natural conditions, then the animals should not suffer from the infamous "Diamond Python
Syndrome". It is believed this syndrome stems from incorrect captive management leading to
certain physiological breakdowns. It is thought to be a similar situation to captive dragon lizards
kept indoors away from natural sunlight without the right heating & lighting whereby developing
metabolic bone disease or maybe "Bearded Dragon Syndrome"? Metabolic bone disease is caused
through a lack of exposure to ultra violet B rays, which triggers vitamin D production. Vitamin D is
essential to aid in the absorption of calcium. Broad spectrum fluorescent tubes may assist in
preventing this condition.

I am lucky enough to live in the cool, temperate climate of Victoria in southern Australia,
which makes keeping Diamond Pythons indoors easy, but "Diamonds" can be kept anywhere as
long as the conditions meet their basic requirements. They would be more difficult to maintain long
term in hot tropical climates, requiring the surrounding ambient air temperature to be cooled (air
conditioned) before supplying a warm basking area in the enclosure. I maintain my adult
"Diamonds" separately except for breeding introductions, to reduce possible injuries during feeding
times. They become highly alert and excited at the smell of any food item in the room and have
even occasionally attacked their keeper by mistake. It's a good idea to use feeding tongs when
introducing prey items to their enclosures. I have never been bitten through aggression, as they are
normally very placid.

An adult specimen doesn't require a huge enclosure, as they are mainly ambush predators in
the wild, not active hunters. I would recommend an enclosure size of approximately 1200mm
length x 600mm wide x 600 to 900mm high (4 feet long x 2 wide x 2 to 3 high.
The length and width can vary but the height should not be less then 600mm (2 foot), so the snake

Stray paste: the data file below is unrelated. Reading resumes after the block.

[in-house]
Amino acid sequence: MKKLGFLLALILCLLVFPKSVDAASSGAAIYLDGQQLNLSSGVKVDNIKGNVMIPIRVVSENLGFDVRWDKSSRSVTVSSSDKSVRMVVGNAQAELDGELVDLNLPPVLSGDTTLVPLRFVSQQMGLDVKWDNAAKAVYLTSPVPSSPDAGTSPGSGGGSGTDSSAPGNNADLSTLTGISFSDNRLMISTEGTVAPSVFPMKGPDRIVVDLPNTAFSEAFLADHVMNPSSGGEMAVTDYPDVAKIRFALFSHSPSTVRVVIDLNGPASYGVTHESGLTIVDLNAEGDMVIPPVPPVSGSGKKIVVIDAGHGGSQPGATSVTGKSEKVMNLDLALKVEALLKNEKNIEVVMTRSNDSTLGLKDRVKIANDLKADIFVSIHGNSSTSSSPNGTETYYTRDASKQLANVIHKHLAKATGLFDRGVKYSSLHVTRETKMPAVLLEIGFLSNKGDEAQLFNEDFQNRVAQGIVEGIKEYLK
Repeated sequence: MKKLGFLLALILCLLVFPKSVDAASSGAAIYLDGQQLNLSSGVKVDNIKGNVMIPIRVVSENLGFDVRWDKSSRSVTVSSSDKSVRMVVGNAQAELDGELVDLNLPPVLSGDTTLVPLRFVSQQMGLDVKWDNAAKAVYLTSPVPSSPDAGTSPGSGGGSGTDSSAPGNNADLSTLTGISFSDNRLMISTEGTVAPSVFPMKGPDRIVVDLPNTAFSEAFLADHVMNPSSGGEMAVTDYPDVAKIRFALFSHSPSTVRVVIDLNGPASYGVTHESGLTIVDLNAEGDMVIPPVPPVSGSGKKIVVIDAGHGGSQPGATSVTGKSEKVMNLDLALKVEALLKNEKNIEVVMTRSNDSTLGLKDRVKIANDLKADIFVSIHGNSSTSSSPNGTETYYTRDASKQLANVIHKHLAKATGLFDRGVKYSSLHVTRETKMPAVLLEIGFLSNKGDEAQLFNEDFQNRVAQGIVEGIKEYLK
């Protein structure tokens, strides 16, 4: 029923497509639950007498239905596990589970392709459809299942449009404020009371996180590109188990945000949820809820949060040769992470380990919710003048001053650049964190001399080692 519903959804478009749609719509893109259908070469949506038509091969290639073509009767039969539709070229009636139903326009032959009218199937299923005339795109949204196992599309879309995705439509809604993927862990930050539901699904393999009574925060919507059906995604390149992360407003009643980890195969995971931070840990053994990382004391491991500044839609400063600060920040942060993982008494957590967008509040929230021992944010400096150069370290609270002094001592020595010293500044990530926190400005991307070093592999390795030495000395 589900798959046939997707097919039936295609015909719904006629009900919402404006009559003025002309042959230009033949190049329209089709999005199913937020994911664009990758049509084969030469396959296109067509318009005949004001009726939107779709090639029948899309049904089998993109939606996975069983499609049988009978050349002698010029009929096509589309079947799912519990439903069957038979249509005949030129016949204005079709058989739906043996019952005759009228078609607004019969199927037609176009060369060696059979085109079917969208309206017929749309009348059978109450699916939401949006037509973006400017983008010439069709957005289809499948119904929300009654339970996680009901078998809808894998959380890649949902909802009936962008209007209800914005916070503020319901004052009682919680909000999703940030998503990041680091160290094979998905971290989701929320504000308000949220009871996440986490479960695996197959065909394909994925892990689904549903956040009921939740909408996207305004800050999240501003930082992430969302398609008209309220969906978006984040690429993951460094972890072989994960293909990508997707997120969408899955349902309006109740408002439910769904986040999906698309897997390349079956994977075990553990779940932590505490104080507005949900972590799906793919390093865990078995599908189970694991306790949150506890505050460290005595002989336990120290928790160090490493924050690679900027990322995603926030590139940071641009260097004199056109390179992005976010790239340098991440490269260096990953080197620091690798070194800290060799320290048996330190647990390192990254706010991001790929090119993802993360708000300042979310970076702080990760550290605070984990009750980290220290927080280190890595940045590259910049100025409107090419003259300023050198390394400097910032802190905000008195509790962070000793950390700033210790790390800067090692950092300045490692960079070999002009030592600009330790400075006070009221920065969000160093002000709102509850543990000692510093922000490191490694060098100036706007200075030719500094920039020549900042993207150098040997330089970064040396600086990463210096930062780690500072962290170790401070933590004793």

can move to the floor of the enclosure if it feels too warm when the heat lamps are operating. A well
adjusted captive Diamond Python would also thrive in a large display vivarium, as the whole
enclosure doesn't require heating. However it would need a designated basking area and insulated
retreat area. My enclosures measure 850mm x 800mm x 750mm and are constructed of 16mm
white melamine with sliding glass front doors. I have fitted three large air vents into the front and
rear enclosure walls at different heights to provide good air flow. These are important because when
the timers turn off the heating, the temperatures inside the enclosure become the same as the
ambient air temperature. This reduces air flow that can cause excessive bacterial growth without
the extra ventilation. My enclosures are placed on the floor of the reptile room where the ambient
air temperature is coolest. If you live in a warmer climate than which Diamond Pythons naturally
occur (i.e., subtropical) you could increase the ventilation, even using an open wire/mesh type
enclosure. However I still recommend you still use the same type of heating, lighting and insulated
hides as I would use in the cooler climates as Diamond Pythons really enjoy their basking site.
Heating consists of a thermostatically controlled 60W reflector lamp mounted down from the roof
of the enclosure shining onto a platform or branch used for the snakes for basking. This lamp should
be located at one side or end of the enclosure about 300mm (1 foot) above the basking site. Multiple
lamps could be used if the enclosure is very large thus enabling the python to stretch out while
basking, as they would do in the wild. I fit elevated hide boxes screwed into the enclosure wall
which doubles as a basking platform and imitates a rock outcrop or ledge a python would use in the
wild. A thermostat is mounted to the rear enclosure wall between the heat lamps and air vent to
control and prevent excessive heat build up. Always use a thermometer to measure temperatures at
the basking site. not just the thermostat which is used to switch the heat source on and off at the